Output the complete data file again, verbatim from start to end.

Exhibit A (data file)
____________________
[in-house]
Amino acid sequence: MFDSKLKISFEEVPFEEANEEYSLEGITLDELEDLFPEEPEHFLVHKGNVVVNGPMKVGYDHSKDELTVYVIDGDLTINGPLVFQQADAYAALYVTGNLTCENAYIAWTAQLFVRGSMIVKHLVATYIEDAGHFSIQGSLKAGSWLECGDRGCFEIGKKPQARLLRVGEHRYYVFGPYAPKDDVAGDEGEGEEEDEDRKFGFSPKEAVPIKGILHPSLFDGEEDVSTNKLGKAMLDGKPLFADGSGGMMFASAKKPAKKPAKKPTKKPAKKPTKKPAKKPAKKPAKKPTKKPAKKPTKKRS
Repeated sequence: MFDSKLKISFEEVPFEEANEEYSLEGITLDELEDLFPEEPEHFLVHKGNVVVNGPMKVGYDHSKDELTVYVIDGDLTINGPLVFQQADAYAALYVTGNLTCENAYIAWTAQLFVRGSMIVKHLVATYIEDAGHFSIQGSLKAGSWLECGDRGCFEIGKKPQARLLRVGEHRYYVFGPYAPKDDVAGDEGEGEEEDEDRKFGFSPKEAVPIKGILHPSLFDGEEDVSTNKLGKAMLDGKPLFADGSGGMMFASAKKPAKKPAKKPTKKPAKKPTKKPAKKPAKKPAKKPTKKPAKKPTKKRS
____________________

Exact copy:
[in-house]
Amino acid sequence: MFDSKLKISFEEVPFEEANEEYSLEGITLDELEDLFPEEPEHFLVHKGNVVVNGPMKVGYDHSKDELTVYVIDGDLTINGPLVFQQADAYAALYVTGNLTCENAYIAWTAQLFVRGSMIVKHLVATYIEDAGHFSIQGSLKAGSWLECGDRGCFEIGKKPQARLLRVGEHRYYVFGPYAPKDDVAGDEGEGEEEDEDRKFGFSPKEAVPIKGILHPSLFDGEEDVSTNKLGKAMLDGKPLFADGSGGMMFASAKKPAKKPAKKPTKKPAKKPTKKPAKKPAKKPAKKPTKKPAKKPTKKRS
Repeated sequence: MFDSKLKISFEEVPFEEANEEYSLEGITLDELEDLFPEEPEHFLVHKGNVVVNGPMKVGYDHSKDELTVYVIDGDLTINGPLVFQQADAYAALYVTGNLTCENAYIAWTAQLFVRGSMIVKHLVATYIEDAGHFSIQGSLKAGSWLECGDRGCFEIGKKPQARLLRVGEHRYYVFGPYAPKDDVAGDEGEGEEEDEDRKFGFSPKEAVPIKGILHPSLFDGEEDVSTNKLGKAMLDGKPLFADGSGGMMFASAKKPAKKPAKKPTKKPAKKPTKKPAKKPAKKPAKKPTKKPAKKPTKKRS